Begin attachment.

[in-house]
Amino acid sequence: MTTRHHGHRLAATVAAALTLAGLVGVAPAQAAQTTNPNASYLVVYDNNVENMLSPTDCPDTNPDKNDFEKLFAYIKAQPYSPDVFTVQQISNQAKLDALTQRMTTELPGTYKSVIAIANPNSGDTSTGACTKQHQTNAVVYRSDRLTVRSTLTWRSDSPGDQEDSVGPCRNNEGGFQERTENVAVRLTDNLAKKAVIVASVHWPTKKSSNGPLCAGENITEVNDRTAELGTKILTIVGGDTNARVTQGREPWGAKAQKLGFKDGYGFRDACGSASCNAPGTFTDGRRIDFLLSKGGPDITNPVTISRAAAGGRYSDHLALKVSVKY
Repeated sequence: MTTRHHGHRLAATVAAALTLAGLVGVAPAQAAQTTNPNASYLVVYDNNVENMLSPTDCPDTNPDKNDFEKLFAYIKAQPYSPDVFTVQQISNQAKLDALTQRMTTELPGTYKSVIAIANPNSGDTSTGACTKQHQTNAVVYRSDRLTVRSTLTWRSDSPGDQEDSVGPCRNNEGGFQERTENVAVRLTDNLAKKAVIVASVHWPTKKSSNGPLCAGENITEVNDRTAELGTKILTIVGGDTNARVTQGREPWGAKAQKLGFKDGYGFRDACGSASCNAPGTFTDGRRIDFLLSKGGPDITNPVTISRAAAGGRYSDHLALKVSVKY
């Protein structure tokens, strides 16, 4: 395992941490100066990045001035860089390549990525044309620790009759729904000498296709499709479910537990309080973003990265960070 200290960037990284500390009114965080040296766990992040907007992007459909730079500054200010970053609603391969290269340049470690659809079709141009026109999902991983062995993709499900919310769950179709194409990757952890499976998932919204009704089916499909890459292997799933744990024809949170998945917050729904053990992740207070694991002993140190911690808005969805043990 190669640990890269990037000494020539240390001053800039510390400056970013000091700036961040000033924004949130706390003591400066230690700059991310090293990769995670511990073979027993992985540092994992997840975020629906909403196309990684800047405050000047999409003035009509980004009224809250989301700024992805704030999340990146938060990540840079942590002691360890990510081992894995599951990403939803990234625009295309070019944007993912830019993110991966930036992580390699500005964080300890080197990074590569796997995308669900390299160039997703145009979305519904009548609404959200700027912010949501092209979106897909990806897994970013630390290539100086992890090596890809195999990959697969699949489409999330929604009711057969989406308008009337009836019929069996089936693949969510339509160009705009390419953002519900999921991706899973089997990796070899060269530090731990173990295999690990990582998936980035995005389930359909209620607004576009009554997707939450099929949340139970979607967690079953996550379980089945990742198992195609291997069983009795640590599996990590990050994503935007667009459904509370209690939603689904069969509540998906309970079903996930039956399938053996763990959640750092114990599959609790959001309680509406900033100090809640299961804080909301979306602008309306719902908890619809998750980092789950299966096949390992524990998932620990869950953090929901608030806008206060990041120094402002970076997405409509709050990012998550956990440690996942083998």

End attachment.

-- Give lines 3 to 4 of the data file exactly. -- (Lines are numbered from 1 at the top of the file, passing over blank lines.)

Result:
Repeated sequence: MTTRHHGHRLAATVAAALTLAGLVGVAPAQAAQTTNPNASYLVVYDNNVENMLSPTDCPDTNPDKNDFEKLFAYIKAQPYSPDVFTVQQISNQAKLDALTQRMTTELPGTYKSVIAIANPNSGDTSTGACTKQHQTNAVVYRSDRLTVRSTLTWRSDSPGDQEDSVGPCRNNEGGFQERTENVAVRLTDNLAKKAVIVASVHWPTKKSSNGPLCAGENITEVNDRTAELGTKILTIVGGDTNARVTQGREPWGAKAQKLGFKDGYGFRDACGSASCNAPGTFTDGRRIDFLLSKGGPDITNPVTISRAAAGGRYSDHLALKVSVKY
């Protein structure tokens, strides 16, 4: 395992941490100066990045001035860089390549990525044309620790009759729904000498296709499709479910537990309080973003990265960070 200290960037990284500390009114965080040296766990992040907007992007459909730079500054200010970053609603391969290269340049470690659809079709141009026109999902991983062995993709499900919310769950179709194409990757952890499976998932919204009704089916499909890459292997799933744990024809949170998945917050729904053990992740207070694991002993140190911690808005969805043990 190669640990890269990037000494020539240390001053800039510390400056970013000091700036961040000033924004949130706390003591400066230690700059991310090293990769995670511990073979027993992985540092994992997840975020629906909403196309990684800047405050000047999409003035009509980004009224809250989301700024992805704030999340990146938060990540840079942590002691360890990510081992894995599951990403939803990234625009295309070019944007993912830019993110991966930036992580390699500005964080300890080197990074590569796997995308669900390299160039997703145009979305519904009548609404959200700027912010949501092209979106897909990806897994970013630390290539100086992890090596890809195999990959697969699949489409999330929604009711057969989406308008009337009836019929069996089936693949969510339509160009705009390419953002519900999921991706899973089997990796070899060269530090731990173990295999690990990582998936980035995005389930359909209620607004576009009554997707939450099929949340139970979607967690079953996550379980089945990742198992195609291997069983009795640590599996990590990050994503935007667009459904509370209690939603689904069969509540998906309970079903996930039956399938053996763990959640750092114990599959609790959001309680509406900033100090809640299961804080909301979306602008309306719902908890619809998750980092789950299966096949390992524990998932620990869950953090929901608030806008206060990041120094402002970076997405409509709050990012998550956990440690996942083998």